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Good will hunting


It’s almost everyone’s fantasy - one day, out of the blue, you inherit a fortune from a deceased relative you didn’t know existed. Sophie Evans reports on the ‘detectives’ who bring the good news.


cash, after a brief pause to remember the distant relative of course, or would you rip up the letter assuming it was a scam? Thousands of people every year are


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eventually convinced that their luck has changed and that the letter is legitimate. It may come either from solicitors handling


the deceased person’s estate, or from heir hunters, who specialise in tracking down missing family members. One of the largest, Fraser & Fraser, founded in the 1920s and still family owned, has more than 50 staff, including former police officers, tasked with obtaining any birth or other personal details of potential inheritors at a moment’s notice. An estimated £85m a year is shared out this way, from the approximately 500,000 estates where the deceased dies without leaving a will. Although the typical sums involved are not large, for a few individuals they can run to hundreds of thousands of pounds. Fraser & Fraser makes its money by finding hidden beneficiaries and taking a finder’s fee


magine finding a letter on your doormat which tells you your long lost cousin has left you a life-changing amount of money. Would you mentally start spending the


- an agreed percentage of the inheritance, which varies from case to case. The firm’s searches for missing relatives are


regularly featured on the BBC television show Heir Hunters. Many of the cases that Fraser’s team look into


are published on a list – the Bona Vacantia –and features people who died intestate. It is published each day by the Government


and companies up and down country race against time to sign up heirs so they can take a share of the overall estate. If heirs are not found within 30 years of the death, the money automatically goes to the state. Neil Fraser, a partner in the company, said


there are 11,500 cases on the list, but many are of low value and unable to be extensively researched because it would cost the company more money than they would be able to recoup. He said: “We don’t like to focus solely on the money aspect of cases, as much of the job is about reuniting families and letting people know when a loved one has died – and in some cases giving them lots of information about a relative they didn’t even know they had.” One of the most interesting cases the team has looked into began after the death of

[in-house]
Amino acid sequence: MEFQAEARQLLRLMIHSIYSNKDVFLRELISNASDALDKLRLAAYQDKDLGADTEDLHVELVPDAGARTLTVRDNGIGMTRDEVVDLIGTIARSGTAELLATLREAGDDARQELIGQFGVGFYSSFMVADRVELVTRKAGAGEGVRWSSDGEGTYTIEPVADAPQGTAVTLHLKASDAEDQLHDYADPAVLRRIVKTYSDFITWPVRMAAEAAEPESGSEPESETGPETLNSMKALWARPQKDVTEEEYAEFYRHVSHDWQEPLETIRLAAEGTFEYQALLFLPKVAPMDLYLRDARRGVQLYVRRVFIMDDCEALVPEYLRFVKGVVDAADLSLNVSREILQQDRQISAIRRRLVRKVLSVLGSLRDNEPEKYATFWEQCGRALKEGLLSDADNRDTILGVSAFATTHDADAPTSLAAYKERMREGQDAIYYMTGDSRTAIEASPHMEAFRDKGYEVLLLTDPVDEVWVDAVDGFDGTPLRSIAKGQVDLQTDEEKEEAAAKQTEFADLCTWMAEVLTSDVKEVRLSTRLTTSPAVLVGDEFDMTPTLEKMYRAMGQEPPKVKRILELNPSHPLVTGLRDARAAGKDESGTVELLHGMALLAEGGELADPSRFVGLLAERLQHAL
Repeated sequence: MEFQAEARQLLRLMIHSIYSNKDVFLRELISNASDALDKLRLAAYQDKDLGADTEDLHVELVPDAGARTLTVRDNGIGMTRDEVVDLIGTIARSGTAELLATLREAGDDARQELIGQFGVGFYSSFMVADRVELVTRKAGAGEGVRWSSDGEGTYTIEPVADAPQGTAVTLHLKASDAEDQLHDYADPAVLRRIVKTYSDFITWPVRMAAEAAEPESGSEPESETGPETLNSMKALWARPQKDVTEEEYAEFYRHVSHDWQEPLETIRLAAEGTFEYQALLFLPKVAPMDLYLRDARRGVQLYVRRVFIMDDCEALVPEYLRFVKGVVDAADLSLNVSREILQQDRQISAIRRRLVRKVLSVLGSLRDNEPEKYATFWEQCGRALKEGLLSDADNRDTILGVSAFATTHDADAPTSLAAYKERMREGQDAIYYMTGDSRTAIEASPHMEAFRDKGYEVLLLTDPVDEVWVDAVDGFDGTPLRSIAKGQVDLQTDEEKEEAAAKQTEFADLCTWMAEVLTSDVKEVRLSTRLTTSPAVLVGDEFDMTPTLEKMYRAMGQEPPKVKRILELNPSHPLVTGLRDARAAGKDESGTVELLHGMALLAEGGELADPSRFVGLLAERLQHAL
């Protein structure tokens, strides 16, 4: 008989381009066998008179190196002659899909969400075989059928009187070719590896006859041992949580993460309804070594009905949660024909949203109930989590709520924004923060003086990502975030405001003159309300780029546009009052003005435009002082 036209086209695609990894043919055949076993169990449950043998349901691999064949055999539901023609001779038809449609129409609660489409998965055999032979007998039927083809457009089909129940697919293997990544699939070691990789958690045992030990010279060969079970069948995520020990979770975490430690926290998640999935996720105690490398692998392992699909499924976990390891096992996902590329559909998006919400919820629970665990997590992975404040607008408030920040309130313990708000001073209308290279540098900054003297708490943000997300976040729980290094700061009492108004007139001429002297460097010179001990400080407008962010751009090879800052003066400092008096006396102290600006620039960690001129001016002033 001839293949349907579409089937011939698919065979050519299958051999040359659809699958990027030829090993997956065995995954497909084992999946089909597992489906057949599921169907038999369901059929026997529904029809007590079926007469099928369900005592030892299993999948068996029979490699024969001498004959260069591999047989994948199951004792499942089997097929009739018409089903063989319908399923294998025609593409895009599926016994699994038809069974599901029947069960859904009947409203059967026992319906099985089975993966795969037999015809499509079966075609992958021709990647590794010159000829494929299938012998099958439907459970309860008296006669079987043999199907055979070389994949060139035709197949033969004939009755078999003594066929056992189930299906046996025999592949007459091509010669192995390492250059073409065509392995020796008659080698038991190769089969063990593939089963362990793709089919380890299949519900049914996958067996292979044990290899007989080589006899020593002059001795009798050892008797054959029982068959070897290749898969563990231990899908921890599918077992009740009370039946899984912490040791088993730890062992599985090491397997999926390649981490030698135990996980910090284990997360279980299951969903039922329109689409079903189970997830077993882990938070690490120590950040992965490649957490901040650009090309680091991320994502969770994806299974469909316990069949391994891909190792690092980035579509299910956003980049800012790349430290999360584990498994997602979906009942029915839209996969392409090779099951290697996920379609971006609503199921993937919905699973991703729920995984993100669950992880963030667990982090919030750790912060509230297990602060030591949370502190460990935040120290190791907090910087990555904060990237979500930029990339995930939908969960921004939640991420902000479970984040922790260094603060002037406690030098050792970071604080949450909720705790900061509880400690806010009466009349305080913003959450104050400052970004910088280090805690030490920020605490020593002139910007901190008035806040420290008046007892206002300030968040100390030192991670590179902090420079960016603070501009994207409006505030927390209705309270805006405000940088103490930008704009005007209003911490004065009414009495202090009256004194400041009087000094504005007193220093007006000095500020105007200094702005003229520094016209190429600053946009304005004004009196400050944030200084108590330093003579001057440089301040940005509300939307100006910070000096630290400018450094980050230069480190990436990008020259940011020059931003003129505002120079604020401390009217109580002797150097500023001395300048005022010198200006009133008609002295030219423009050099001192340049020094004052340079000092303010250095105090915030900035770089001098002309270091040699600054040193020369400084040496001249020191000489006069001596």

Constance Harrington. Constance died intestate aged 87, leaving behind a £130,000 inheritance. But with no siblings, no children and no spouse, tracking down Constance’s relatives was not easy. Looking into her records revealed that


Constance had lived an incredible life. She had played crucial roles with the Wrens during the Second World War, as a duty intelligence officer for top secret Cold War nuclear operations and as a personal assistant to John Profumo in the post-war years. Fraser & Fraser’s research through aunts and uncles led them to Reg Harrington, Constance’s cousin once removed. Mr Harrington said: “The different sides of the families were estranged so I never knew anything about Constance. “But when I did find out about her, and about all the sorts of things she did with her life and career, I wanted to find out lots more. “She did so much in her life, it’s a shame that


we never knew anything about her – and that she never knew about us.” Reg was signed up as a beneficiary along with 33 others from both sides of the family. He said: “Being contacted by the heir hunters


From the streets of London to a castle in Wales


ONE OF FRASER & FRASER’S most heart- warming stories features a Big Issue seller, who eventually inherited enough money to swap the cardboard boxes he called home for a castle in Wales. Stephen Steele* had been homeless for many


years and had lost contact with virtually all of his family. He didn’t know his cousin Margaret Steele, still less that she had died a childless widow, leaving behind a large house and a small bungalow, as well as other valuable assets. A man had initially come forward claiming to


have Margaret’s will, in which he was named as executor. But the will was found to be forged, and


26 Farewell Magazine


by the time Fraser & Fraser became involved in the search for heirs, the will had already been revoked. Luckily, Margaret’s estate had not been


distributed and the company could start their search for heirs to the estate. The research identified family members


quickly, with one living in Spain. Fraser & Fraser found a record of Stephen’s birth, but were struggling to find his most recent address. The family knew he had been living on the


streets for a considerable amount of time, but no one had had any contact with him for many years. Eventually, the firm discovered that he sold the Big Issue in London and worked a pitch in Soho. They travelled to the site and found the


cardboard boxes he called home, but Stephen was not there. The company sent a letter to the Big Issue


offices to be passed on to Stephen when he was next there. This letter encouraged Stephen to call Fraser’s office on a reverse charge call. Eventually, Stephen turned up unexpectedly


at the Fraser & Fraser office, in central London. He had indeed been homeless for years and


was accustomed to things not turning out well for him. He was sceptical that this would bring him anything at all. Nevertheless he said that he hoped he would inherit enough money to be able to buy himself a little house in Wales, which would probably cost him £10,000.


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